I still wonder what might have been. It is too late now and it truly dawned on me not long ago that a momentous opportunity had been lost, perhaps forever. There comes a time when belief and the will to make things right can no longer serve as a replacement for a certain degree of clear-mindedness and sobriety. In any case, to return to the discussion my friend and I were having: when I started riffing rhetorical on what might have been, my friend quickly put me in check. Hold up Shadi, he said, we’re talking about a war here. Hundreds of thousands of people have died. At what cost must ideals come and who must carry the burden for realizing them? Indeed. This has always been the downfall of every ideological revolution – the willingness, initially in good faith and then out of an inability to accept that we have lost it, to utterly conflate ends with means. This is why, I suppose, religion and morality, in the hands of true believers, can be so dangerous if left unchecked. I’m sure Hitchens would heartily agree.


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Damn, Shadi, that was good--deep and thoughtful. I think we're seeing the maturing of Shadi Hamid before our very eyes. Now, to finish your education, get your idealistic soul off to a war zone (any one will do), see some people get blown apart, and round out your education.

Happy Thanksgiving to you and all. May there be peace on earth and good will to all.

The problem is not just true believers. Bureaucrats cause problems too.

I want democracy. But when the US army is in charge, what democracy can we expect? In iraq the politicians tried to tell us not to attack fallujah and not to attack najaf. We ignored them. Iraqi politicians, democratic or not, have no control over the US Marines. And if they can't restrain the US military, what good are they?

Iraqi politicians have been trying to do compromises of various sorts and we intervene and tell them how it has to be. The prime minister we imposed on them has trouble reining his coalition into line. And why? He wasn't their choice. We have a veto on their various choices. Selah! No wonder they're having trouble finding a political solution.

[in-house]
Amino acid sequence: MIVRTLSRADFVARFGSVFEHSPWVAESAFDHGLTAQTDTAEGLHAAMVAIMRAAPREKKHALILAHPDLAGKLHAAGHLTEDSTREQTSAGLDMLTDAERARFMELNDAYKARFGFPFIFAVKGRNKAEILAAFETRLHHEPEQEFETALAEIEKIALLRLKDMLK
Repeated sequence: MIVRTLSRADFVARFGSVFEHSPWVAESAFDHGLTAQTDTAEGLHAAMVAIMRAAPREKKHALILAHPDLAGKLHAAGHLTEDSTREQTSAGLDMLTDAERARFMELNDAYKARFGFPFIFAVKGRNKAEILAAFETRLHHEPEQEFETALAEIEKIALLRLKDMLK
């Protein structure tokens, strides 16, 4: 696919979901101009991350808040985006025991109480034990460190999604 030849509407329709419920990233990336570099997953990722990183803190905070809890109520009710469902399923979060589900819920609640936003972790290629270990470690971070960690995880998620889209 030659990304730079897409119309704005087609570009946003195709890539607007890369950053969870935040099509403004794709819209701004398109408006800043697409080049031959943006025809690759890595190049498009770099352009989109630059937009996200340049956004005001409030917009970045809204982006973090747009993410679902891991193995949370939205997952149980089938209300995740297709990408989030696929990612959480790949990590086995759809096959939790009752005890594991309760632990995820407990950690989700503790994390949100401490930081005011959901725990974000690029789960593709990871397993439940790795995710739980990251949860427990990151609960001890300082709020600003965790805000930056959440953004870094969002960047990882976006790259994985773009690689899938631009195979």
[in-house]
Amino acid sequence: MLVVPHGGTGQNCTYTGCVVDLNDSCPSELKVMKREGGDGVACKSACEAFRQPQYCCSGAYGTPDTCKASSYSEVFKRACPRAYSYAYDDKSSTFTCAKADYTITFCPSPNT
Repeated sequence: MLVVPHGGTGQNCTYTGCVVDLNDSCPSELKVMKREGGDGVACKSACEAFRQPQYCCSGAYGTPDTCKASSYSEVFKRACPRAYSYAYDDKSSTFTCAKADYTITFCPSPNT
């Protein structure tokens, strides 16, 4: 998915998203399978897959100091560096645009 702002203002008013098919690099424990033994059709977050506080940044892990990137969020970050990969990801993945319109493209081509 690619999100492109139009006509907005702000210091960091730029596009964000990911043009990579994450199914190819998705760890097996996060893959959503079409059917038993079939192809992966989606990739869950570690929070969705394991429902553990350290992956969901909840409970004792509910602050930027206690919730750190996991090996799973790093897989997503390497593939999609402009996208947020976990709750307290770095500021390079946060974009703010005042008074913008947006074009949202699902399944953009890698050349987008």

But how can we expect the US government to take over another country and not impose our will? How could we possibly expect the US military to serve under foreign command? We have traditions and institutions, not just fanatical true believers but established procedures that would be hard for us not to follow.

Using our military (or our intelligence services) to promote democracy is like using a sledgehammer and a scalpel to do subtle persuasion.

Once a large majority of a population is persuaded they strongly want democracy, it's hard to stop them. Note the philippines, and eastern europe. If they don't have a commitment to democracy themselves, they'll settle into whatever they're comfortable with. Note russia, burma, vietnam, liberia, etc. "No slave is ever freed, unless he frees himself."

Find ways to spread the word. If they agree then in the long run they can't be stopped. Spreading democracy with armies is like spreading chastity with orgies.

JT is correct.

The US never wanted democracy in Iraq. First General Garner, who wanted to turn things over to the Iraqis, was immediately dismissed, then Jerry Bremer tried to impose a caucus system, which the Iraqis (Shia) said no to, then came the handover of sovereignty on June 28, 2004 (ha), then the elections (which we countered as JT noted) and now our hand-picked PM is hamstrung. We let him control one division of his "army." In the meantime our army has been shooting anything that moves, which causes the shootees to become shooters and make things increasingly worse.

The point, as JT states, is that the US government never does anything without expecting something in return. If your college takes federal money, you'd better do what they tell you, and so with your country, which puts a damper on the whole US-aided democracy thing.

George W. Bush once said in a debate that the US should never be involved in nation-building and he was right. Going back aways, Jefferson was right and Hamilton was wrong. If one calls himself a Democrat (s)he should recognize that.

Having read Hitchens last essay on Iraq on Slate I do not believe he would agree with you that he made a mistake vis a vis Iraq much less that he lost the war on Iraq.

I was struck recently by the remarks of Nibras Kazimi on CSPAN, Iraqi journalist, that in no way can Iraq be considered to be in civil war, that there is no going back on democracy given the many elections so far, and other interesting remarks.